Brent crude futures have jumped by $1.5 a barrel as Egypt declares a state of emergency following an attack on el-Arish airport in Sinai, state newspaper Al-Ahram reports.
Commander of the Third Field Army Osama Asakaris is reported to have said
the "state of readiness" had been raised to its highest level in the South Sinai and Suez provinces due to the attack.
The Rafah passage – the country’s border crossing with the Gaza Strip in northern Sinai – has been closed, without any indication as to when it would be reopened. Some 200 Palestinians have been turned away.
This comes hours after suspected Islamic militants attacked four sites in northern Sinai including two military checkpoints, a police station, and el-Arish airport, which houses military aircraft. One soldier was killed in the attacks.
Oil prices rocketed over concerns of a supply disruption through the Suez Canal, through which around five per cent of seaborne crude oil passes. However, two shipping sources told Reuters that Egypt's ports and the Suez canal are operating normally, with no disruption to cargo traffic. The Suez Canal authority chief later confirmed that it was secure and shipping traffic had not been affected by the attacks in Sinai.
Two days ago, the military ousted president Mohamed Morsi of the Muslim Brotherhood following mass protests. The latest developments threaten to unwind the optimism from the markets following his deposition, which saw the EGX 30 stock index jump over seven per cent and the price of crude oil fall $0.12 per barrel.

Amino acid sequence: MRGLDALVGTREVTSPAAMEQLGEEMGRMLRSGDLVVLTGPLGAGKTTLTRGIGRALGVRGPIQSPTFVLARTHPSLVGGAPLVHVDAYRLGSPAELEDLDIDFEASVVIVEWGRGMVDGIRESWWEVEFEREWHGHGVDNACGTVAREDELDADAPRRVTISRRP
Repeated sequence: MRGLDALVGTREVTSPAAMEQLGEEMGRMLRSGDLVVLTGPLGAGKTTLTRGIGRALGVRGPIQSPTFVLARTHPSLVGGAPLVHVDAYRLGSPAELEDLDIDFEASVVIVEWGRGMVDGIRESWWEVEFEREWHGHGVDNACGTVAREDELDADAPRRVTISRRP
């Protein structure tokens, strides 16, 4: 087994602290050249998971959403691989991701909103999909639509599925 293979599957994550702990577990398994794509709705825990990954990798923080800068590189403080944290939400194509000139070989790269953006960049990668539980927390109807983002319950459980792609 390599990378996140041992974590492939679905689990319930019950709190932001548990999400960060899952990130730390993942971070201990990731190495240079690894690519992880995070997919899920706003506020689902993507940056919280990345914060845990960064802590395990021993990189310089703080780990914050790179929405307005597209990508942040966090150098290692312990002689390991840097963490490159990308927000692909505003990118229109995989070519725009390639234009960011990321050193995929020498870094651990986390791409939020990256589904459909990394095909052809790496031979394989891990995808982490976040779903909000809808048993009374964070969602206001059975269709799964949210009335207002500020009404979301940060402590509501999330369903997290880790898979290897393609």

Ishaq Siddiqi, market strategist at ETX Capital, said that tensions were fuelled by the army's crackdown on Morsi's supporters. Although the Muslim Brotherhood have urged its supporters to protest peacefully, but there's "little to suggest hard line Islamists who support Morsi will refrain from violence in the coming days".
So what does this mean for oil prices and the Egyptian economy? Violence such as today’s incident will become a persist problem, leading to a possible prolonged blockade of the Suez which will cause unwanted disruption and keep oil prices elevated with the prospects for further spikes if the tensions escalate.
For Egypt’s economy which is in a dire state, splinter terrorism and violence will kill tourism, hitting the country’s services sector, foreign investors will ditch the country, and its Arab neighbours in the GCC like Saudi and Qatar will hold back injecting funds. The International Monetary Fund’s $4.8bn loan is already dead in the water, while neighbours Sudan and Libya are likely to fret over the situation in the Suez.
Israel, meanwhile, will be on high alert, as Hamas is linked with the Brotherhood, and this could prompt the Israelis to request help from the US, which has so far restrained from getting involved.